Fourteen lucky young Yukoners will get the opportunity to take part in an outdoor education camp this July for free.
The Yukon Fish and Game Association’s 25th annual Outdoor Education Camp takes place July 2-9 and it should provide an amazing experience for the group of youth between 13 and 16 years old who get to take part.
“The camp is eight days for the young people, but it’s nine days for their parents,” jokes camp director Clayton White.
“The participants all end up sleeping away their first day back home, because they’ve been doing so much in their time away.”
It’s easy to believe White’s assertion when you look over the list of activities the camp features. A small sampling of the full list includes canoeing, wilderness survival, fly fishing, backpacking, trapping, swimming, bull riding, rock climbing and target shooting.
At 96 years of age, Alex van Bibber still acts as the camp’s chief instructor—a role he has taken on for 23 of the camp’s 25 years.
Past participants have commented that the Champagne and Aishihik First Nations elder’s stories are priceless and that his immense repertoire of wilderness knowledge and experiences make him an amazing instructor.
The Outdoor Education Camp gives young Yukoners an opportunity to test their limits
Campers make the five-and-a-half-hour trek into van Bibber’s trap line and camp during their time in the program.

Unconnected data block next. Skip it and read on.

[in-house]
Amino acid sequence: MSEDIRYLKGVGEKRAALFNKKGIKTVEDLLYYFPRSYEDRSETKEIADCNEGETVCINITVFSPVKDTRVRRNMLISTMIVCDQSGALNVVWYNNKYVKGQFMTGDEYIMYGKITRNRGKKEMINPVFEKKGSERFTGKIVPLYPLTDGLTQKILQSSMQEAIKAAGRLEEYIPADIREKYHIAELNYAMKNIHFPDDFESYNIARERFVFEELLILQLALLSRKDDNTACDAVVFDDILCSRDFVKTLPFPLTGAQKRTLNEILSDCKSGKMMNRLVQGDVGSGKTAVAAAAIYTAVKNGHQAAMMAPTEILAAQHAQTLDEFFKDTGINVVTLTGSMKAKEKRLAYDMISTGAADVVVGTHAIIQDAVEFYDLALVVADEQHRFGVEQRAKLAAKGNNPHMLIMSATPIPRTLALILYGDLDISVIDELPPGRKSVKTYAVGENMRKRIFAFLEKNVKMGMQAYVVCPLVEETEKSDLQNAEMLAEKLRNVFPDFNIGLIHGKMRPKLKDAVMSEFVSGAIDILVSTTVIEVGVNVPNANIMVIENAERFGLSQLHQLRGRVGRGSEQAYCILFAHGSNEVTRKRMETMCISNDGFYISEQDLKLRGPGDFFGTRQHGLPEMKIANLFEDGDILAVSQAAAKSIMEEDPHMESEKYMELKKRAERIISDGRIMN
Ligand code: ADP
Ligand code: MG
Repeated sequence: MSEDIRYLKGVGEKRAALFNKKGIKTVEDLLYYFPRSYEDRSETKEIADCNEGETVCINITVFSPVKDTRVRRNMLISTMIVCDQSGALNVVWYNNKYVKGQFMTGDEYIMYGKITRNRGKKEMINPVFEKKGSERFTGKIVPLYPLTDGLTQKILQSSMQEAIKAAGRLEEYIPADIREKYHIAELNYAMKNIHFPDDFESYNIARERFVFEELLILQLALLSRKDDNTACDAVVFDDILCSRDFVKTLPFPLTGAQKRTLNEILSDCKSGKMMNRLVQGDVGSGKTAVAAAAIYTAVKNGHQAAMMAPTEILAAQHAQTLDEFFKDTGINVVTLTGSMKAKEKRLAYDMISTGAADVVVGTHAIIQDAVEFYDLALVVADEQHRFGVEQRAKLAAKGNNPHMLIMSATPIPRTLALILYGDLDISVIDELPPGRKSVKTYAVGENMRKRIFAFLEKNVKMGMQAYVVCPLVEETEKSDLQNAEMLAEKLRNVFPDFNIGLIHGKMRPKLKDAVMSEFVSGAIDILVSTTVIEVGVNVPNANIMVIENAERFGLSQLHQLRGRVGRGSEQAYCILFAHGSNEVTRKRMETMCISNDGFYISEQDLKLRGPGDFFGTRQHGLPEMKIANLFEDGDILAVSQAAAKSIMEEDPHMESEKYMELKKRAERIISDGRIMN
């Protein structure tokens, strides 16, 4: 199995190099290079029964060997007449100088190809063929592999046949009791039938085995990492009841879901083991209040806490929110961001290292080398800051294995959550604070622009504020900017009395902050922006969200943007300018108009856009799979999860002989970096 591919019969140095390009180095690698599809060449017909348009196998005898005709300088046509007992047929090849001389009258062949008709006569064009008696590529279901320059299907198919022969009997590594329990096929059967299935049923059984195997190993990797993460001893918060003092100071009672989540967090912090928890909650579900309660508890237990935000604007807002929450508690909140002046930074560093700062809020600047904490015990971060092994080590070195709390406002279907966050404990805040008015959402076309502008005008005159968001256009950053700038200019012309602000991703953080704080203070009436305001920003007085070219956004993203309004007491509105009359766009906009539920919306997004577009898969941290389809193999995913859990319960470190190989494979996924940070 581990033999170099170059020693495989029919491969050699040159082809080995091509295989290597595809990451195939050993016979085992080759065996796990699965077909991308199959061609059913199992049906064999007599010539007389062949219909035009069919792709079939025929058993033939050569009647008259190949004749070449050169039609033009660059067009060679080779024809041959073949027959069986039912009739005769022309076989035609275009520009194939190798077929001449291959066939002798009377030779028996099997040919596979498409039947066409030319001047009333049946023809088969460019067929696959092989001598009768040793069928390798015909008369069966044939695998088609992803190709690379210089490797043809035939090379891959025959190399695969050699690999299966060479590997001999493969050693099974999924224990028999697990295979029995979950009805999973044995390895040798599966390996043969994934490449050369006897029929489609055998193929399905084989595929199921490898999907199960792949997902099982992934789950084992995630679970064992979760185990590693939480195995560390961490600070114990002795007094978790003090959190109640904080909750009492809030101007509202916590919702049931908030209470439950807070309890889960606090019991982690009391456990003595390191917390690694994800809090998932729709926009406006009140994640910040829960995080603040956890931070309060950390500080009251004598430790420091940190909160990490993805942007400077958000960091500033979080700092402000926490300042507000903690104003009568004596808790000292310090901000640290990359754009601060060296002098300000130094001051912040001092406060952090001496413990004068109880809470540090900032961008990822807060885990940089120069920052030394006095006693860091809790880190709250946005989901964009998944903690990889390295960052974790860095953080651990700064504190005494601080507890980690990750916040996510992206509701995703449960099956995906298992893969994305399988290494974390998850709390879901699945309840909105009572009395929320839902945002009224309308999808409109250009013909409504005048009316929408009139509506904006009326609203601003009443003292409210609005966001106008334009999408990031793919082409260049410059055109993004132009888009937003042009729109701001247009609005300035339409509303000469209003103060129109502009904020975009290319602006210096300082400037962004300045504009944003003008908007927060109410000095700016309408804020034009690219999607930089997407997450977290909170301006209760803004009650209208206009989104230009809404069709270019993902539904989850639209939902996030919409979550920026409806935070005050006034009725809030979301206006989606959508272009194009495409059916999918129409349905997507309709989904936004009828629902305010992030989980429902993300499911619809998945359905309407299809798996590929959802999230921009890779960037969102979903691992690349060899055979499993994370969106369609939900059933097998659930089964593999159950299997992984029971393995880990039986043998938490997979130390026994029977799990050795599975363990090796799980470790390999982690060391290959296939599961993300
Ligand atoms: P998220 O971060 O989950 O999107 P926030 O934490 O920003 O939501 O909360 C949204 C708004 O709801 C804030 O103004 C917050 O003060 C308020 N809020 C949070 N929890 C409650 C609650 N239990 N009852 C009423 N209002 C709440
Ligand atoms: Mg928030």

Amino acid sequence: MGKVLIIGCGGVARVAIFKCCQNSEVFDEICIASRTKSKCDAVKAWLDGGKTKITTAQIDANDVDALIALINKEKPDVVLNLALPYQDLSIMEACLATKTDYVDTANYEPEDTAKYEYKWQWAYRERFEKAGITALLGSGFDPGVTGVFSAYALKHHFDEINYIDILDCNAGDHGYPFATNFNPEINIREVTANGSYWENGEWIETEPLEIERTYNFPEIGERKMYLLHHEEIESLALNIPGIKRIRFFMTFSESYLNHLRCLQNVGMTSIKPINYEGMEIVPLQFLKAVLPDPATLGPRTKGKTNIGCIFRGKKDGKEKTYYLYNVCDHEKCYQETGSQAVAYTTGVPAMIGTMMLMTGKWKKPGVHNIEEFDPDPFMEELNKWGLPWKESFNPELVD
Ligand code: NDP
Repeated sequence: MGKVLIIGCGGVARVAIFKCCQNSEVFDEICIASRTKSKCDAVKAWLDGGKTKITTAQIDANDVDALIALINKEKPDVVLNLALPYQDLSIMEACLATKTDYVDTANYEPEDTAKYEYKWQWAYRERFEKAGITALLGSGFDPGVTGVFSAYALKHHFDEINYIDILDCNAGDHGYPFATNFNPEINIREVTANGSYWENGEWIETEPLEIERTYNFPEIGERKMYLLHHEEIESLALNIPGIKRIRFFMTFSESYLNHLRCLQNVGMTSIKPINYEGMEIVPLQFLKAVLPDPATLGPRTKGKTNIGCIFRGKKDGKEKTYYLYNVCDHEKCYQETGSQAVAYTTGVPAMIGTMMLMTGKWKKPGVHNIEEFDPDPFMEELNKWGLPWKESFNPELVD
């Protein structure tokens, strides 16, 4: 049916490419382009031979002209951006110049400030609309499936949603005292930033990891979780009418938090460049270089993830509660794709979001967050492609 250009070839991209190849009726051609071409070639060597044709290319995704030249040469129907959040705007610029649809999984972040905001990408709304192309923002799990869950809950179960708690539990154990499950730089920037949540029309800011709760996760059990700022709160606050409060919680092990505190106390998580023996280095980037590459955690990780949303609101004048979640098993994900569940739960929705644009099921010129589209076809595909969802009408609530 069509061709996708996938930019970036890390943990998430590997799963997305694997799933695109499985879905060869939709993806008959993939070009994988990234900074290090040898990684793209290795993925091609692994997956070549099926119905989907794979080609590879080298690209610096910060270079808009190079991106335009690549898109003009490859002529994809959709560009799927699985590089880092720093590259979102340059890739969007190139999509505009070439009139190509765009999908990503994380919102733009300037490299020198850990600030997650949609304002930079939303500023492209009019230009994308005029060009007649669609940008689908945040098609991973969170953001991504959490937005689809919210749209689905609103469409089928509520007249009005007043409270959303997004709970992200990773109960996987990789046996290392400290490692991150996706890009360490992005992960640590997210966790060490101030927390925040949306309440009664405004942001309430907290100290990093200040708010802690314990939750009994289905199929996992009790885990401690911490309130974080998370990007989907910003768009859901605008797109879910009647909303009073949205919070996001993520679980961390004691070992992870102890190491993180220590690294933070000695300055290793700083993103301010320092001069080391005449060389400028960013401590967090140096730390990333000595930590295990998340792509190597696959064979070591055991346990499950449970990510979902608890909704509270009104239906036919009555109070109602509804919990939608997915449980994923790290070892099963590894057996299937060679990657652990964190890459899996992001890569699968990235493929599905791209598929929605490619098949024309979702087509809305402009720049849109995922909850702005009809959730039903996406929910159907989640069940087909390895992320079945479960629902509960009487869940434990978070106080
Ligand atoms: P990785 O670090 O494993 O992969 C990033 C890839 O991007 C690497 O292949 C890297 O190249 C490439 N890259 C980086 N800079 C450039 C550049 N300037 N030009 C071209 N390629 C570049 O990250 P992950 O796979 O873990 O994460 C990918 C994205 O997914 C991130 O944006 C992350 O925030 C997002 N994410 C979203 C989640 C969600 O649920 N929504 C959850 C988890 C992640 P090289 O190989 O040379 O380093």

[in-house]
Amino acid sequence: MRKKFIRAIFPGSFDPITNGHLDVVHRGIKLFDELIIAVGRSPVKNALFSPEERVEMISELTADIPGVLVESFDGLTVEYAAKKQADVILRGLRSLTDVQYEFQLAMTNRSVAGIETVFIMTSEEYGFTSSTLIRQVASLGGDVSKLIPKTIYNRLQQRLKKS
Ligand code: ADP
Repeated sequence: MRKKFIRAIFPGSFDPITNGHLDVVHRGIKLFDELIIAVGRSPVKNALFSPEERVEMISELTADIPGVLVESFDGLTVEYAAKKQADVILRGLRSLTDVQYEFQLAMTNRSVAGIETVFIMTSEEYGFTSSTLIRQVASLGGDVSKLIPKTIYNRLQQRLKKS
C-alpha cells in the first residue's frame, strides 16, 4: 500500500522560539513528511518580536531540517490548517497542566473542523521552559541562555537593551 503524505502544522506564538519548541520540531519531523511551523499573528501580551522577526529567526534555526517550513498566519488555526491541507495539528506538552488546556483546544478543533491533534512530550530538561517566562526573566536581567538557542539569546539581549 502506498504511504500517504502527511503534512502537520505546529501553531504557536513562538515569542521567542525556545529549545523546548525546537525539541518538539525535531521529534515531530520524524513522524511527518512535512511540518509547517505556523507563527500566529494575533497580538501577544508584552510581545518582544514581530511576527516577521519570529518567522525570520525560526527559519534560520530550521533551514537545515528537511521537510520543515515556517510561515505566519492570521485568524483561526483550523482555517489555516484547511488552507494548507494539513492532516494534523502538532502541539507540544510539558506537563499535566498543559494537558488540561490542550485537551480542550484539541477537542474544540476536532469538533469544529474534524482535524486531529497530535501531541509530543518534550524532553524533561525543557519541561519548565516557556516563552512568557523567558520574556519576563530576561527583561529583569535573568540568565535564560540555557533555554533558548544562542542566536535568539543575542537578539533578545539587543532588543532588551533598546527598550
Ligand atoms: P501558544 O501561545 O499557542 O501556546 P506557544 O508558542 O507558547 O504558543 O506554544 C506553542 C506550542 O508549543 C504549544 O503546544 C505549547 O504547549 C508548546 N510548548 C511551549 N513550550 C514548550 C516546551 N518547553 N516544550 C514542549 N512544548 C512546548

The first morning they wake up bright and early to climb the mountain next to camp (a nine-hour round trip journey). When they reach the summit, campers get the opportunity to make one satellite phone call.
White remembers a very excited German exchange student getting to call his parents when he reached the top.
“He was so thrilled, and his parents were very proud and excited for him.”
For most participants, the camp helps them to push their limits and allows them to challenge themselves. White provides the example of a young man with an extreme fear of heights.
“The walk down the ridge into Alex’s camp was terrifying for him. I was sure that he would opt out of climbing the mountain the next morning, but he didn’t. He got up and went for it and was standing happily on the summit with his fellow campers later that day.”
The students selected for the camp tend to come from a diverse set of backgrounds and often don’t know each other before camp begins.
“It’s exciting to watch them coming together as a group and really start to work together,” says White.
“You really see a change in the young people over the course of the camp. It really feels like when we say goodbye to them at the end of the eight days that we’ve had a positive impact.”
The camp and associated transportation are completely free for the participants. The Yukon Fish and Game Association provides all tents and sleeping pads, a camp cook and sous chef, backpacks and daypacks for campers.
To apply for one of the coveted 14 spots, young people need to fill out an application form available from the Yukon Fish and Game Association (667-4263) and write a two-page essay. This year’s essay choices feature woodland caribou or all-terrain vehicle use.
They also need to submit a letter of reference from a teacher or community leader. Applications are due June 11.